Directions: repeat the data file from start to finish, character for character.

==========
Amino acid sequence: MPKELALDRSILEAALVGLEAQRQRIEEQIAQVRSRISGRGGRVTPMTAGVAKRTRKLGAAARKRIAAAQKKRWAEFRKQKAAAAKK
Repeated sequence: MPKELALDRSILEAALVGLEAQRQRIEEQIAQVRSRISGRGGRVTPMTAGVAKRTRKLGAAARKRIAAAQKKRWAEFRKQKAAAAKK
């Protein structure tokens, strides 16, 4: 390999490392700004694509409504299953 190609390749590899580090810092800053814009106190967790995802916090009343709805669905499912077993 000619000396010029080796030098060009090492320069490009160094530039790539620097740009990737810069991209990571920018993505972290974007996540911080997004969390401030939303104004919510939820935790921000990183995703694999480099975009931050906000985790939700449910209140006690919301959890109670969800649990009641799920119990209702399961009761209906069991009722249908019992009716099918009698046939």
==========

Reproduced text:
Amino acid sequence: MPKELALDRSILEAALVGLEAQRQRIEEQIAQVRSRISGRGGRVTPMTAGVAKRTRKLGAAARKRIAAAQKKRWAEFRKQKAAAAKK
Repeated sequence: MPKELALDRSILEAALVGLEAQRQRIEEQIAQVRSRISGRGGRVTPMTAGVAKRTRKLGAAARKRIAAAQKKRWAEFRKQKAAAAKK
């Protein structure tokens, strides 16, 4: 390999490392700004694509409504299953 190609390749590899580090810092800053814009106190967790995802916090009343709805669905499912077993 000619000396010029080796030098060009090492320069490009160094530039790539620097740009990737810069991209990571920018993505972290974007996540911080997004969390401030939303104004919510939820935790921000990183995703694999480099975009931050906000985790939700449910209140006690919301959890109670969800649990009641799920119990209702399961009761209906069991009722249908019992009716099918009698046939």